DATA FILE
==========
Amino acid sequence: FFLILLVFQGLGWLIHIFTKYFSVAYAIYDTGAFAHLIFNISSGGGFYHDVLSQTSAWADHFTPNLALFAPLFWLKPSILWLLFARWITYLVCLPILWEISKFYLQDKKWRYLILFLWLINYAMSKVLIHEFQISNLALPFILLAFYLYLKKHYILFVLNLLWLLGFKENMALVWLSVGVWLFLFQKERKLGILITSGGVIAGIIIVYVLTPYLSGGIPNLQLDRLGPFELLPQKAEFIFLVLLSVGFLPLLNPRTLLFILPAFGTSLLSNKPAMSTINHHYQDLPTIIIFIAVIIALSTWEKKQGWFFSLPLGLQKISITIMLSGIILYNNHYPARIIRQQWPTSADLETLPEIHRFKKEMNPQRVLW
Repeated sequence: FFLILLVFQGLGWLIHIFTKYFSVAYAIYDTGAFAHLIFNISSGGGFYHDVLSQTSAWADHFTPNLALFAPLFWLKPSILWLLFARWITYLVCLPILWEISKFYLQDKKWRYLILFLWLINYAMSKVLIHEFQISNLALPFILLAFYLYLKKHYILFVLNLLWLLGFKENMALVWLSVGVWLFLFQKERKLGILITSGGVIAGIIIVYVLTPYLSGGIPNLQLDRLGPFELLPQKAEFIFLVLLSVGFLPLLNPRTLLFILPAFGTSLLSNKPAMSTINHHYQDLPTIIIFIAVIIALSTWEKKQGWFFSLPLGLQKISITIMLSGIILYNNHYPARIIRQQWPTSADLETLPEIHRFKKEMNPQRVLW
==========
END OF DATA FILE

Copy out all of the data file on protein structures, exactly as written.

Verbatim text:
Amino acid sequence: FFLILLVFQGLGWLIHIFTKYFSVAYAIYDTGAFAHLIFNISSGGGFYHDVLSQTSAWADHFTPNLALFAPLFWLKPSILWLLFARWITYLVCLPILWEISKFYLQDKKWRYLILFLWLINYAMSKVLIHEFQISNLALPFILLAFYLYLKKHYILFVLNLLWLLGFKENMALVWLSVGVWLFLFQKERKLGILITSGGVIAGIIIVYVLTPYLSGGIPNLQLDRLGPFELLPQKAEFIFLVLLSVGFLPLLNPRTLLFILPAFGTSLLSNKPAMSTINHHYQDLPTIIIFIAVIIALSTWEKKQGWFFSLPLGLQKISITIMLSGIILYNNHYPARIIRQQWPTSADLETLPEIHRFKKEMNPQRVLW
Repeated sequence: FFLILLVFQGLGWLIHIFTKYFSVAYAIYDTGAFAHLIFNISSGGGFYHDVLSQTSAWADHFTPNLALFAPLFWLKPSILWLLFARWITYLVCLPILWEISKFYLQDKKWRYLILFLWLINYAMSKVLIHEFQISNLALPFILLAFYLYLKKHYILFVLNLLWLLGFKENMALVWLSVGVWLFLFQKERKLGILITSGGVIAGIIIVYVLTPYLSGGIPNLQLDRLGPFELLPQKAEFIFLVLLSVGFLPLLNPRTLLFILPAFGTSLLSNKPAMSTINHHYQDLPTIIIFIAVIIALSTWEKKQGWFFSLPLGLQKISITIMLSGIILYNNHYPARIIRQQWPTSADLETLPEIHRFKKEMNPQRVLW